Last night was The Rumpus Launch Party at Crash Mansion in New York. I didn’t have enough volunteers. Actually, I didn’t have any volunteers. There were people that volunteer for The Rumpus, like Juliet Linderman and Thomas Seely. But they were there to see the show. Ainsley Drew was there with her family (note to Ainsley, I’m sorry I didn’t meet your family!). But I didn’t have any volunteers that were there to like, WATCH THE DOOR.
So I needed a cashier. Juliet stepped up, along with our esteemed books editor Andrew Altschul. So did James Frey and Davy Rothbart. If you came last night chances are you gave your money to the founder of Found Magazine or the author of Bright Shiny Morning. But that’s just the way it is at The Rumpus. Everybody does his or her part. The famous people work door lines in the freezing cold, the assistant editors of the world are paid exorbitant salaries, much more than the editor-in-chief. Here at The Rumpus, we’re turning everything upside down.
Wait, I have to tell you about last night. Because two things happened. There was Rumpus, and there was not so Rumpus. There was Will Sheff and Tim Bracy and Beth Wawerna, all crooning like the world was ending to a spellbound crowd rocking gently on vinyl sofas and sitting on the floor. There was Davy Rothbart threatening Jonathan Ames to say away from his girlfriend and Jonathan Ames interviewing people in the audience. Starlee Kine did her sticky notes and Michael Showalter showed a video he made and Kristen Shaal talked about the transformation she made when she joined Flight of the Conchords. Andrew Greer was drunk and jetlagged and kind of brilliant and so good looking. It was like he was an advertisement for why it’s better to be gay and Rick Moody was there, just hanging out.
But when I was on stage I didn’t talk about The Rumpus. I talked about what was going on in San Francisco. Over the last seventeen days my neighborhood had banded together to stop American Apparel from opening on Valencia Street. “What wrong with American Apparel?” you ask. And I say, “It’s not about American Apparel, it’s about formula retail. It’s about every street and mall in American looking the same, with the same stores and the same coffee shops.” I say, “Formula retail is the death of art and a whole lot of other things. And even if American Apparel is cool, it doesn’t matter. It just doesn’t matter. Because there are 250 of them in 20 countries. You can’t have an American Apparel on your street and any kind of character. And yes we have to deal with gentrification and save rent control and work harder and come together more. And we had to stop American Apparel, because they would have been a beachhead and then it would be Urban Outfitters and Gap and Starbucks and welcome to any street USA.”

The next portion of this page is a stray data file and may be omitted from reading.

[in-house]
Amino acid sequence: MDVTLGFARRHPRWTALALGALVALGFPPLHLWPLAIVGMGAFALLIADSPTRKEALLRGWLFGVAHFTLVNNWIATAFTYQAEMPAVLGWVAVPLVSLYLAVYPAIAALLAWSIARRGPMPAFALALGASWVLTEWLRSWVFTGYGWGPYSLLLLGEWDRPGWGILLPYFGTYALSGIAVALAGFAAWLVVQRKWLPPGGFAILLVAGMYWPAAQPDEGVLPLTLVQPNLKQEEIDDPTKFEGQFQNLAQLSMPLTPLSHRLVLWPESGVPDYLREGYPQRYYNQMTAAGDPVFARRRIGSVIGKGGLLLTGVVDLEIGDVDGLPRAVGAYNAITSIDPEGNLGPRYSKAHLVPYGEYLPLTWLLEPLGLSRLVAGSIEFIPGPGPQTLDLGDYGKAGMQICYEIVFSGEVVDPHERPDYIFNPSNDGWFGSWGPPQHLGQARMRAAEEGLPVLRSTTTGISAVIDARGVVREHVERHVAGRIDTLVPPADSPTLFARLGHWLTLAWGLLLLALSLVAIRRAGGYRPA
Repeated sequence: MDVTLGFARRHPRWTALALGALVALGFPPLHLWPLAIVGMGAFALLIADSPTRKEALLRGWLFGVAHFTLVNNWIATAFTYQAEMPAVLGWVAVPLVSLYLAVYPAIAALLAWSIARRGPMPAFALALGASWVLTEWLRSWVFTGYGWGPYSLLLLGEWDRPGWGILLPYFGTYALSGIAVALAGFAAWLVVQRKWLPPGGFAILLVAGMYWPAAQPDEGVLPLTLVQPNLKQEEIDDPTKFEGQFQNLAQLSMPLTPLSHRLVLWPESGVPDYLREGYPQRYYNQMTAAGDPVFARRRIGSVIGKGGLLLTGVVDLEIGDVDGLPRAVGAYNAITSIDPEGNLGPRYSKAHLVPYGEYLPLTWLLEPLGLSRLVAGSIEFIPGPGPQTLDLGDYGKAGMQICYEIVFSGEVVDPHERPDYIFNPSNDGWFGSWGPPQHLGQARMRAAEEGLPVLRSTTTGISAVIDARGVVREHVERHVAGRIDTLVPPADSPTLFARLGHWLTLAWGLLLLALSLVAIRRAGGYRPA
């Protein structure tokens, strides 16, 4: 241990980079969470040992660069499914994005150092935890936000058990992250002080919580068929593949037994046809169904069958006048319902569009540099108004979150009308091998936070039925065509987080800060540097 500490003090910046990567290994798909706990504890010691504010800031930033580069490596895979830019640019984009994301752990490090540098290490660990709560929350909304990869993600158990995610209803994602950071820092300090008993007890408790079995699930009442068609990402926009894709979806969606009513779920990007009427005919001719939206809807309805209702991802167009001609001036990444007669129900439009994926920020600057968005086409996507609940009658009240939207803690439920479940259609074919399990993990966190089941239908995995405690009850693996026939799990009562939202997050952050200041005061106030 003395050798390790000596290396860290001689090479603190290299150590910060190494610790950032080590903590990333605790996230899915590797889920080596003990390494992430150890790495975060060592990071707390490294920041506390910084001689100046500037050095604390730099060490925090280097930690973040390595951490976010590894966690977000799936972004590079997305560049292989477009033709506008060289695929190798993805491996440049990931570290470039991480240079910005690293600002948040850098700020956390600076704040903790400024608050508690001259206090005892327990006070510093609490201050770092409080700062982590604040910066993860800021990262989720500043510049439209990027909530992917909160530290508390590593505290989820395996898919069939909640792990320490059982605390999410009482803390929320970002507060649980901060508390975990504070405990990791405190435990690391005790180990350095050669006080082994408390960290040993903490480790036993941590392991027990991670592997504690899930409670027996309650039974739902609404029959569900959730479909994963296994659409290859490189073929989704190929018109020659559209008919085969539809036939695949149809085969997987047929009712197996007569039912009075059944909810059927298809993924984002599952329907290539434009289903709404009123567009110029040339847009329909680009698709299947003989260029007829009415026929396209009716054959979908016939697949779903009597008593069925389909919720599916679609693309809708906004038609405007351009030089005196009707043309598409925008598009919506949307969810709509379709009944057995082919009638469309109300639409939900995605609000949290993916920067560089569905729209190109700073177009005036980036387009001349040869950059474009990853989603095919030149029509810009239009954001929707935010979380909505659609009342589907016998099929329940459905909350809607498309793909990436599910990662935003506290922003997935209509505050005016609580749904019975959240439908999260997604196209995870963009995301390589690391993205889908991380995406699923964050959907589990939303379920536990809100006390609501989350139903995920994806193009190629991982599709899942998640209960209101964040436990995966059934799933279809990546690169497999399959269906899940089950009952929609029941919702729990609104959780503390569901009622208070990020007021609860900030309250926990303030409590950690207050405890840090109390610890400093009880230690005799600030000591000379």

And at the same time The Rumpus launch party was happening the planning commission was meeting in San Francisco. There were more people than had ever shown up for a planning meeting (or so I’ve been told). Hundreds of people, with two overflow rooms. The meeting extended into the evening. And I have to say here, because I want to give credit but also where it intersects with me, I started the Stop American Apparel campaign. I put up the posters and the website and got the local merchants together. I didn’t do the majority of the work. That would be Isaac Fitzgerald first and foremost, and the merchants along Valencia. And Chicken John. And tons of neighborhood groups and co-ops like Pirate Cat Radio and Artists Television Access. But I started it, I had a stake. It feels so good to care about something.
And at 9:33p.m., New York time, just before I introduced Will Sheff, the final act of an amazing night, (Will fucking Sheff, c’mon people!) I got the call (text, actually) that we had won. That with only 17 days (you have to put up your sign for the planning commission hearing 20 days before the hearing) we had stopped American Apparel. Stopped them cold. The planning commission had voted 7-0 against them. I started jumping on the stage. I was in New York, my fist hit the low ceiling. Everybody wanted to hear Will Sheff.
And then I explained a little. And I apologized for not talking about The Rumpus all night, which is what the whole event was really about. But then maybe it wasn’t. Maybe it was about a whole lot more things. And Will Sheff, he came on the stage, and he rocked it out.
Video from the launch party:
Not related at all, an interview with Christina Maria on Cable Access.